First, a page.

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Crocodile boom in Krishna river as predators preying on its eggs decline

Wildlife researchers and forest officials claim that the reptile population in the Krishna, the third longest river in the country, has increased exponentially during the last one decade, resulting in more sightings and human-crocodile conflicts.
Last Updated : 13 June 2024, 21:35 IST

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Kalaburagi: The disappearance of smooth-coated otters, decline of birds due to absence of food base and excessive fishing have led to a substantial increase in the population of crocodiles in Krishna river.

Otters, birds and monitor lizards prey on crocodile eggs and hatchlings, thus controlling the reptile population. A single female crocodile lays a clutch of more than 30 eggs that incubate for 80-90 days.

Otters vanished from the Krishna at least 10 years ago owing to the loss of habitat and breeding ground due to rampant sand mining. Birds like ibis, pelican, heron have over the years stopped visiting the river as small fish populations, their main source of food, have reduced. Experts attribute this development to the rise in illegal fishing in the river.

“The smooth-coated otter relies primarily on large fishes for food. Birds depend on small fishes. But indiscriminate fishing activities deprived them of their main source of food. Due to this, otters and birds have disappeared from the river, leading to a rise in crocodiles over the years,” says wildlife researcher Samad Kottur from Hosapete.

Wildlife researchers and forest officials claim that the reptile population in the Krishna, the third longest river in the country that flows along a stretch of 483 km in Karnataka, has increased exponentially during the last one decade, resulting in more sightings and human-crocodile conflicts.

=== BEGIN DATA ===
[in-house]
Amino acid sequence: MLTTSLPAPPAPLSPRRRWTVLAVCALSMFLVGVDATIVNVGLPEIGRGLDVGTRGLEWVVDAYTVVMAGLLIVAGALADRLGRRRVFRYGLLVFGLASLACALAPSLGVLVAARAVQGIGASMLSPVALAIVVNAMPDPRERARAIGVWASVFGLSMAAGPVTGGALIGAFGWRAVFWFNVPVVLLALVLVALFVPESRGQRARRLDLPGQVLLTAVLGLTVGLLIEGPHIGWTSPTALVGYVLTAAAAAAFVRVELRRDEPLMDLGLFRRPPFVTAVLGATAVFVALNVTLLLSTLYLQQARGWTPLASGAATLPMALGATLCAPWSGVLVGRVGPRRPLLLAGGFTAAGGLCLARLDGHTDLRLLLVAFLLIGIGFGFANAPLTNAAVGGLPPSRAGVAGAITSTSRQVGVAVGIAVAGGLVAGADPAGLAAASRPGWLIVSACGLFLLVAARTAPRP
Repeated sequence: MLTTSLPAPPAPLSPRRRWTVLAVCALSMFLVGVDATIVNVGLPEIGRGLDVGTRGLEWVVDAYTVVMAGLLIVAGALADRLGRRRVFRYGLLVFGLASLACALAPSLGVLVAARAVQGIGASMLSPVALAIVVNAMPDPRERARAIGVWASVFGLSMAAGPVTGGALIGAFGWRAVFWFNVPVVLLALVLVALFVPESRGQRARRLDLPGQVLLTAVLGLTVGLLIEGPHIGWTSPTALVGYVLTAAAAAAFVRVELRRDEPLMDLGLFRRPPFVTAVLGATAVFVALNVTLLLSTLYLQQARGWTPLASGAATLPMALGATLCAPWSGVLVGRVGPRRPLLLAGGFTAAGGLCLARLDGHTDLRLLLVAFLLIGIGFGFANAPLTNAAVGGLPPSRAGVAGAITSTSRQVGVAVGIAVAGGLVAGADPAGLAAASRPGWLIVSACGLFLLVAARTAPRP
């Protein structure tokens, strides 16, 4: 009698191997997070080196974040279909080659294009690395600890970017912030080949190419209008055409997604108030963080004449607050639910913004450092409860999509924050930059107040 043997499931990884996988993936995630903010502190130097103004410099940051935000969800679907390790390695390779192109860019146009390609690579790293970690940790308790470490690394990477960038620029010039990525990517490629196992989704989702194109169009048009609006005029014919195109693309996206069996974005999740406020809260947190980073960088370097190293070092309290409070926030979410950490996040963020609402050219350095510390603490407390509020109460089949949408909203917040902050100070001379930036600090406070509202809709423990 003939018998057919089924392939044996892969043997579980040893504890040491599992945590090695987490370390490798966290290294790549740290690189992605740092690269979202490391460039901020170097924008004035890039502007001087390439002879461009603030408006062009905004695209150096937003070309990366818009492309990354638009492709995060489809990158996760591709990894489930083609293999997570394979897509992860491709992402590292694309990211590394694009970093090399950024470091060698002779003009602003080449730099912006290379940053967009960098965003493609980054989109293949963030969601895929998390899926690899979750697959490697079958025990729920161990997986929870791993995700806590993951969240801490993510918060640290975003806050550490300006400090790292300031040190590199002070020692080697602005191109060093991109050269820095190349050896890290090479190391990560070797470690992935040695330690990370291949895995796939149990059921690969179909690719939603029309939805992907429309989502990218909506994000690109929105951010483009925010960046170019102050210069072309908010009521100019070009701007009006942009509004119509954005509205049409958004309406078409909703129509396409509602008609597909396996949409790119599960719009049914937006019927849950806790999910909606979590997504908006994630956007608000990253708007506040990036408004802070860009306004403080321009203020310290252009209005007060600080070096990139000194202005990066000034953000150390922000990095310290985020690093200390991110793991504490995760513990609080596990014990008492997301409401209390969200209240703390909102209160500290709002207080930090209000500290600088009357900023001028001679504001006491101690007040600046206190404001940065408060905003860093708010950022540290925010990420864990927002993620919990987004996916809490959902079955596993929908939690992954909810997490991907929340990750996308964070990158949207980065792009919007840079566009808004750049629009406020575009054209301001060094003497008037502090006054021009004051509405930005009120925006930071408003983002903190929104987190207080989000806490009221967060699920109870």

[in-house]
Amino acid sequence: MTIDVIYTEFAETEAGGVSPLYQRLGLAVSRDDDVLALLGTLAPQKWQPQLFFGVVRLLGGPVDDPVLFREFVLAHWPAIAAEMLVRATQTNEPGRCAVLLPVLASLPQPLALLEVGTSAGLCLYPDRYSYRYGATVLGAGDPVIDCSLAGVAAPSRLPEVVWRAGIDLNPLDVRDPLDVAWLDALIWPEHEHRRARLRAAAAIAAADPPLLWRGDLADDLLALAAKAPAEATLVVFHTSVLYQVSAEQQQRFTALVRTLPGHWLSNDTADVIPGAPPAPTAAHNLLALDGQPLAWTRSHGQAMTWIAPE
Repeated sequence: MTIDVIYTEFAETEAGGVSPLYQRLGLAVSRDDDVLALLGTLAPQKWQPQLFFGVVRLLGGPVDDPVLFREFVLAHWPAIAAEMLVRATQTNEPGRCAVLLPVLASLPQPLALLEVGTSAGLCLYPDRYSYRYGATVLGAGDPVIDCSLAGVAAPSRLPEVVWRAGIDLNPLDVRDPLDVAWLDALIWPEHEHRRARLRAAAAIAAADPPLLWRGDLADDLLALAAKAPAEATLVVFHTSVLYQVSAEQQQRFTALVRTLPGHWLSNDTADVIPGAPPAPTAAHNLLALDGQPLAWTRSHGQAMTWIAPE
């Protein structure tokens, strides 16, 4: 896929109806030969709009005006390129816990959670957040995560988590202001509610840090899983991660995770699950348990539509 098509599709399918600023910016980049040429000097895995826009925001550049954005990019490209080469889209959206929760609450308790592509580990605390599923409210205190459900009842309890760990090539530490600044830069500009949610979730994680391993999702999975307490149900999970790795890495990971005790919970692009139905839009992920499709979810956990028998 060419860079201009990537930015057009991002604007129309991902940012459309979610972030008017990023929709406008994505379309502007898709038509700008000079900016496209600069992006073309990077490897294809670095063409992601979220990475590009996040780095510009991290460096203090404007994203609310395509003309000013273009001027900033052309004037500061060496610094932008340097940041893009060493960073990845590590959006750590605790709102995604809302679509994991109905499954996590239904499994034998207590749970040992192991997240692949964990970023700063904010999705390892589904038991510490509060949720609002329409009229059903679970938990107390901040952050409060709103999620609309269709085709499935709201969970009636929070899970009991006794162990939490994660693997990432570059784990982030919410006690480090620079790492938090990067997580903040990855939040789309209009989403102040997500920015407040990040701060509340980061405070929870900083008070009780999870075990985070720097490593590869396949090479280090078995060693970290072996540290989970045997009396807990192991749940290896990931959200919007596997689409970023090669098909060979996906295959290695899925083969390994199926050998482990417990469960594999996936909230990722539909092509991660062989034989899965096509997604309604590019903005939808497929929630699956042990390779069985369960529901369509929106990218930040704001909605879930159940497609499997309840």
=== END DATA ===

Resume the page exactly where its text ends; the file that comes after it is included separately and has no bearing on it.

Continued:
“We have rescued more than 120 crocodiles from Krishna river and the backwaters of the reservoirs in the last one year,” says Muddebihal range forest officer Basanagouda Biradar. Five taluks in Vijayapura, through which the Krishna flows, come under his jurisdiction. Krishna flows through Belagavi, Vijayapura, Kalaburagi, Yadgir, Bagalkot and Raichur districts in the state.

Annually, they used to rescue 25-30 crocodiles in his range before 2020. “Earlier, we used to see only 1-2 crocodiles on small islands in Almatti and Narayanpur backwaters. Now, more than 10-12 crocodiles are being sighted on every island. There has been an exponential increase in the number of rescued crocodiles in the last four years,” he says.

Rescue centres

Conversationalists have sought setting up of crocodile rescue centres along the river to prevent human-crocodile conflicts. They also urge the government to build sand banks and islands for nesting of birds to restore the ecological balance.

“The numbers of these reptiles are stable in Tungabhadra, Cauvery and other rivers as their natural predators are thriving there. We have to attract birds, otters and other animals to Krishna river to strengthen the ecosystem,” says Kottur.

“I have witnessed considerable rise in crocodile population in Krishna river. Hundreds of crocodiles were rescued last year from the receding
waters due to drought,” says Vijayapura assistant conservator of forests Bhagyavanth Masudi.

Meanwhile, the villagers living on the river banks are spending sleepless nights as crocodiles are sighted near their farmhouses. Since electricity is supplied to pump sets only at night, they risk their lives while irrigating the crops in the dark.

“We live under the fear of crocodile attacks but we have no option as we depend on the river for farming, fishing and washing clothes. We have protested against power supply only at night. Forest officials have taken no steps to prevent crocodile attacks,” says farmer Somu Biradar from Ronihal village in Kolhar taluk of Vijayapura district. Last year’s drought has only worsened the situation.

“They enter the lakes when water is released from dams through canals for drinking water purposes,” says Basanagouda Biradar.

Forest officials in Vijayapura started observing World Crocodile Day on June 17 two years ago to create awareness about these reptiles.

Experts say officials should be empowered to restore the ecology by improving the habitat for smooth-coated otters and birds by preventing illegal fishing and sand mining.

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Published 13 June 2024, 21:35 IST

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